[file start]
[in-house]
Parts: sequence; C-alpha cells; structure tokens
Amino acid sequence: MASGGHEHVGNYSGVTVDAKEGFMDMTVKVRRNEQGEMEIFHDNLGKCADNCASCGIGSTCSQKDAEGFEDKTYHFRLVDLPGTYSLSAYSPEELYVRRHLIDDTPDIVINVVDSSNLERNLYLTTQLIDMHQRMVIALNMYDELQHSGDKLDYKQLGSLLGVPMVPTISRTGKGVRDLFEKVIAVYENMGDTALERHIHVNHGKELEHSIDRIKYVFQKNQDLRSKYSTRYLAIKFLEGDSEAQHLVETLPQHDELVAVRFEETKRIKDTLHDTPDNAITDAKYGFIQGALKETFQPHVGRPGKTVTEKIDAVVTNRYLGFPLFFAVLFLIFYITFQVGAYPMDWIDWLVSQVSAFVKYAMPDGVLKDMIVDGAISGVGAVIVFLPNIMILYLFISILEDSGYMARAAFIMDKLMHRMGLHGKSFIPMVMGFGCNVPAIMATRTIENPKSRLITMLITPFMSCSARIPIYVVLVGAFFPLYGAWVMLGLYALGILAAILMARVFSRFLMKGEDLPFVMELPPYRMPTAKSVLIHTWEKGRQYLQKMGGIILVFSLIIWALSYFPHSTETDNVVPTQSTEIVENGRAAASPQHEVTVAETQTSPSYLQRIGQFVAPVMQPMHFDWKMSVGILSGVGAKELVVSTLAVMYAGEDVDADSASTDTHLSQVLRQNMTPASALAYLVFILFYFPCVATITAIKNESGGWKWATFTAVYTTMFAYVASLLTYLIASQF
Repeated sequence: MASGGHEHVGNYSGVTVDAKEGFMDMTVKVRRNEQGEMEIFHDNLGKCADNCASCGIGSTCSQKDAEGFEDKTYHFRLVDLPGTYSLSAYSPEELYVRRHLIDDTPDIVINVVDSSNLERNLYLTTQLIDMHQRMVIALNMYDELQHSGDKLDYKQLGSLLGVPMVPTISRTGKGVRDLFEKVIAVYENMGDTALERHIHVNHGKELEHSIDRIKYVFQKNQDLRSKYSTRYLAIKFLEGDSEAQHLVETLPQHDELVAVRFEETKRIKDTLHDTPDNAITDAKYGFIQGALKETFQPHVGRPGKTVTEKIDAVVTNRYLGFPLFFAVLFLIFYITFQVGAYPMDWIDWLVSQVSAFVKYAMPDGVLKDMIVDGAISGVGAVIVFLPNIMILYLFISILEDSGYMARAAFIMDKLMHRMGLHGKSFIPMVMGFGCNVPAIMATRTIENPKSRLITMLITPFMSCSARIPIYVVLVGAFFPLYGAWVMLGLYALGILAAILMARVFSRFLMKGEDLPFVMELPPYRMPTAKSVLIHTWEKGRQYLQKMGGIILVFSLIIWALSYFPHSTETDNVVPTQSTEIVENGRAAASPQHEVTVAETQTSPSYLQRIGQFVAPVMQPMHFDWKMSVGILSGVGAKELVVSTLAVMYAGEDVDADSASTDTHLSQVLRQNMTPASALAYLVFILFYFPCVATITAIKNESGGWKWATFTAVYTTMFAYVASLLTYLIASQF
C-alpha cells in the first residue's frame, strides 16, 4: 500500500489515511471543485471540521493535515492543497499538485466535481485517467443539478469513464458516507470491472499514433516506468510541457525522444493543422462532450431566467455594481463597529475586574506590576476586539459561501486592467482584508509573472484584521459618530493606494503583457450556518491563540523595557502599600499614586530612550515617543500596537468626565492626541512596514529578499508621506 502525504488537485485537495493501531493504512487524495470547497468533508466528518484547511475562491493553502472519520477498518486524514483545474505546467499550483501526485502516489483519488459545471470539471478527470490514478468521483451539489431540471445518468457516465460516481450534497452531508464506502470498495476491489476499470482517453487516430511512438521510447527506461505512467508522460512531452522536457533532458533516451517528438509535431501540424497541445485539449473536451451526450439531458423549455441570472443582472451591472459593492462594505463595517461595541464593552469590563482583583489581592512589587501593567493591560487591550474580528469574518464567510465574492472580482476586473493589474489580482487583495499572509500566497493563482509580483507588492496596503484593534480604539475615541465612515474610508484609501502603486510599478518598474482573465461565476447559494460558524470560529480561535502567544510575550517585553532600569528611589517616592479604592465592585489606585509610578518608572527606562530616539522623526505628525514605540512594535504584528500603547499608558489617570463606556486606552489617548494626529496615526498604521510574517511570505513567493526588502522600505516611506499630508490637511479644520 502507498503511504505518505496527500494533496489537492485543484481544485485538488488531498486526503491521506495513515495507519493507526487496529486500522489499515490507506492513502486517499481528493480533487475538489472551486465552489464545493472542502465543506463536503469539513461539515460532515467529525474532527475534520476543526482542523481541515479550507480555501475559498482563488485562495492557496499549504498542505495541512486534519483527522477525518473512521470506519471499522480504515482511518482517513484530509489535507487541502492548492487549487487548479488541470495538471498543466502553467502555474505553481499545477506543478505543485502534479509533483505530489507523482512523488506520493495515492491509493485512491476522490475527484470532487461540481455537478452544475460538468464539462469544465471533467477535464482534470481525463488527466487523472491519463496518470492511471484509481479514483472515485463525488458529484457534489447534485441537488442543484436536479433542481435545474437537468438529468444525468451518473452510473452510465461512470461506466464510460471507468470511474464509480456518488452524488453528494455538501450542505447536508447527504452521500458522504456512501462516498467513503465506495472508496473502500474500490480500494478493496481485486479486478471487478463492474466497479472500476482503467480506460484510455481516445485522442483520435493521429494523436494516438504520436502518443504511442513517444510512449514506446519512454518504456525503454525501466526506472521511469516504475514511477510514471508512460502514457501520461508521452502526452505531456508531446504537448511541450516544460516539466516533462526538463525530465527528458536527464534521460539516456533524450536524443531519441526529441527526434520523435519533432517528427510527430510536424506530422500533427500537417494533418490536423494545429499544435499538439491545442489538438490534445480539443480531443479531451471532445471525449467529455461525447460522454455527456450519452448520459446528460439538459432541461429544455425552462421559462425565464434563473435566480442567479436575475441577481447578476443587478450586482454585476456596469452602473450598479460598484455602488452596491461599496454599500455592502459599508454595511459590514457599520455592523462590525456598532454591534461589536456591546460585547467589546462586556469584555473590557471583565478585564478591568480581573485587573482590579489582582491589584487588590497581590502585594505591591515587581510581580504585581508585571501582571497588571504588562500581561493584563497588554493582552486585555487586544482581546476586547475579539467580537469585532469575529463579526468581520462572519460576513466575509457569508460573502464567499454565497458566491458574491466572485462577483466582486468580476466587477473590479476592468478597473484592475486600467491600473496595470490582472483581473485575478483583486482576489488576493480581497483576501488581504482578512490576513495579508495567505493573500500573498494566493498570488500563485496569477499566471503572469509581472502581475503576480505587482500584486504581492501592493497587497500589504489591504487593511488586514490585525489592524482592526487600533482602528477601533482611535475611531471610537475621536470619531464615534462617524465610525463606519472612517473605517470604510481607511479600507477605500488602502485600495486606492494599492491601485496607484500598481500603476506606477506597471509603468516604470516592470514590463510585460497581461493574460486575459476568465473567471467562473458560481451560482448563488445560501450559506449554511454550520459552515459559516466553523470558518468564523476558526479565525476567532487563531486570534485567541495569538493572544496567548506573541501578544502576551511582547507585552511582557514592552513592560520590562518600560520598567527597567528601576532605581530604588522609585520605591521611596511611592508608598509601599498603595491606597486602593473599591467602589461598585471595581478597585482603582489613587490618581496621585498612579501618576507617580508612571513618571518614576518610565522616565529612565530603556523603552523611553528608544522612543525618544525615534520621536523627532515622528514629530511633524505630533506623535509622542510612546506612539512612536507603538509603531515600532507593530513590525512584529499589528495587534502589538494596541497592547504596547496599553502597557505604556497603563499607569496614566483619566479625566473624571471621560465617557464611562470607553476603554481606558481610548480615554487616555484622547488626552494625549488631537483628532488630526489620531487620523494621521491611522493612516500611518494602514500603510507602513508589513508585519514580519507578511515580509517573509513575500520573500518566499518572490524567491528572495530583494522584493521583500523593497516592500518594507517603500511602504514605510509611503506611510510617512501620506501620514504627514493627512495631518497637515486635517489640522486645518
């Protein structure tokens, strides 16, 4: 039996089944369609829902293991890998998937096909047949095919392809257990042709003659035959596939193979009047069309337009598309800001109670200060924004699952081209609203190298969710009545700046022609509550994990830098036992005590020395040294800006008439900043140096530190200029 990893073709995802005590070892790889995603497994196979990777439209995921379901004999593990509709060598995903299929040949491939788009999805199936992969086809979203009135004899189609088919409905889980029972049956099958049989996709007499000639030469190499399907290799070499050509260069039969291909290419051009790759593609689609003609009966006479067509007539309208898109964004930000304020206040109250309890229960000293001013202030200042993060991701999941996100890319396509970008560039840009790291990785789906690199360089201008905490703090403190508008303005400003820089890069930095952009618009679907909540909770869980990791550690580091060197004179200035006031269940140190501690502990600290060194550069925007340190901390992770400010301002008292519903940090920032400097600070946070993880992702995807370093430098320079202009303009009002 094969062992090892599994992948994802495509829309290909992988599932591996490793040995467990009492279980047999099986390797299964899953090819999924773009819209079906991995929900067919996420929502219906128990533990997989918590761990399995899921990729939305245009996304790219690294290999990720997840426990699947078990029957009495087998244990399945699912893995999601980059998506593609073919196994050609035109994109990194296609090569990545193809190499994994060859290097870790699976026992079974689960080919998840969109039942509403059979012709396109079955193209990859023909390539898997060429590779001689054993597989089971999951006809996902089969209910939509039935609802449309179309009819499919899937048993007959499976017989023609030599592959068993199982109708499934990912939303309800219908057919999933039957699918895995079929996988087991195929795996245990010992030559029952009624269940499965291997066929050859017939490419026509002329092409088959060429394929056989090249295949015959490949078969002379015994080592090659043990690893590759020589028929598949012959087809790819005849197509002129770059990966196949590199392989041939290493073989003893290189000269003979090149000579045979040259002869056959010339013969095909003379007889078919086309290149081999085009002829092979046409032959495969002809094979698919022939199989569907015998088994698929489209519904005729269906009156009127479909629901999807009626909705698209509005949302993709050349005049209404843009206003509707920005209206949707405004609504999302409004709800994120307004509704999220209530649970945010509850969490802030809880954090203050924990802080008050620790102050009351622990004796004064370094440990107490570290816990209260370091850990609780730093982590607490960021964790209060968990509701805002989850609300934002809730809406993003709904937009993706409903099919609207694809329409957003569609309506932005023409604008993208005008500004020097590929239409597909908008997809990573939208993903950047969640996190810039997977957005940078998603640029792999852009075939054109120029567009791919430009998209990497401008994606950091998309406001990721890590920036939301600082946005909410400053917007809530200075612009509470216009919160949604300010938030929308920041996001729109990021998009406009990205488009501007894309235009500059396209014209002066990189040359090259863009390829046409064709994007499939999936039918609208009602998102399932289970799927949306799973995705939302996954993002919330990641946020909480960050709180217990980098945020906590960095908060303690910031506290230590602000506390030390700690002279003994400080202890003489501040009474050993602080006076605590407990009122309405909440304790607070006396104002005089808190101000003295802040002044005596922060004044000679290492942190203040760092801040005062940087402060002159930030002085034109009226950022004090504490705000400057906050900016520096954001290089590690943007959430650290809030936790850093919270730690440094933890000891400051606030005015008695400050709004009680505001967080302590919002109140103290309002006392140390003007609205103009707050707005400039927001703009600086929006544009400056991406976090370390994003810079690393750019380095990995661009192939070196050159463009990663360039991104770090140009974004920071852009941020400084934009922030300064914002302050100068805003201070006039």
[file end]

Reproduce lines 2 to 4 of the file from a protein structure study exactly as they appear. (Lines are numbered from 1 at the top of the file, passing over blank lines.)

Parts: sequence; C-alpha cells; structure tokens
Amino acid sequence: MASGGHEHVGNYSGVTVDAKEGFMDMTVKVRRNEQGEMEIFHDNLGKCADNCASCGIGSTCSQKDAEGFEDKTYHFRLVDLPGTYSLSAYSPEELYVRRHLIDDTPDIVINVVDSSNLERNLYLTTQLIDMHQRMVIALNMYDELQHSGDKLDYKQLGSLLGVPMVPTISRTGKGVRDLFEKVIAVYENMGDTALERHIHVNHGKELEHSIDRIKYVFQKNQDLRSKYSTRYLAIKFLEGDSEAQHLVETLPQHDELVAVRFEETKRIKDTLHDTPDNAITDAKYGFIQGALKETFQPHVGRPGKTVTEKIDAVVTNRYLGFPLFFAVLFLIFYITFQVGAYPMDWIDWLVSQVSAFVKYAMPDGVLKDMIVDGAISGVGAVIVFLPNIMILYLFISILEDSGYMARAAFIMDKLMHRMGLHGKSFIPMVMGFGCNVPAIMATRTIENPKSRLITMLITPFMSCSARIPIYVVLVGAFFPLYGAWVMLGLYALGILAAILMARVFSRFLMKGEDLPFVMELPPYRMPTAKSVLIHTWEKGRQYLQKMGGIILVFSLIIWALSYFPHSTETDNVVPTQSTEIVENGRAAASPQHEVTVAETQTSPSYLQRIGQFVAPVMQPMHFDWKMSVGILSGVGAKELVVSTLAVMYAGEDVDADSASTDTHLSQVLRQNMTPASALAYLVFILFYFPCVATITAIKNESGGWKWATFTAVYTTMFAYVASLLTYLIASQF
Repeated sequence: MASGGHEHVGNYSGVTVDAKEGFMDMTVKVRRNEQGEMEIFHDNLGKCADNCASCGIGSTCSQKDAEGFEDKTYHFRLVDLPGTYSLSAYSPEELYVRRHLIDDTPDIVINVVDSSNLERNLYLTTQLIDMHQRMVIALNMYDELQHSGDKLDYKQLGSLLGVPMVPTISRTGKGVRDLFEKVIAVYENMGDTALERHIHVNHGKELEHSIDRIKYVFQKNQDLRSKYSTRYLAIKFLEGDSEAQHLVETLPQHDELVAVRFEETKRIKDTLHDTPDNAITDAKYGFIQGALKETFQPHVGRPGKTVTEKIDAVVTNRYLGFPLFFAVLFLIFYITFQVGAYPMDWIDWLVSQVSAFVKYAMPDGVLKDMIVDGAISGVGAVIVFLPNIMILYLFISILEDSGYMARAAFIMDKLMHRMGLHGKSFIPMVMGFGCNVPAIMATRTIENPKSRLITMLITPFMSCSARIPIYVVLVGAFFPLYGAWVMLGLYALGILAAILMARVFSRFLMKGEDLPFVMELPPYRMPTAKSVLIHTWEKGRQYLQKMGGIILVFSLIIWALSYFPHSTETDNVVPTQSTEIVENGRAAASPQHEVTVAETQTSPSYLQRIGQFVAPVMQPMHFDWKMSVGILSGVGAKELVVSTLAVMYAGEDVDADSASTDTHLSQVLRQNMTPASALAYLVFILFYFPCVATITAIKNESGGWKWATFTAVYTTMFAYVASLLTYLIASQF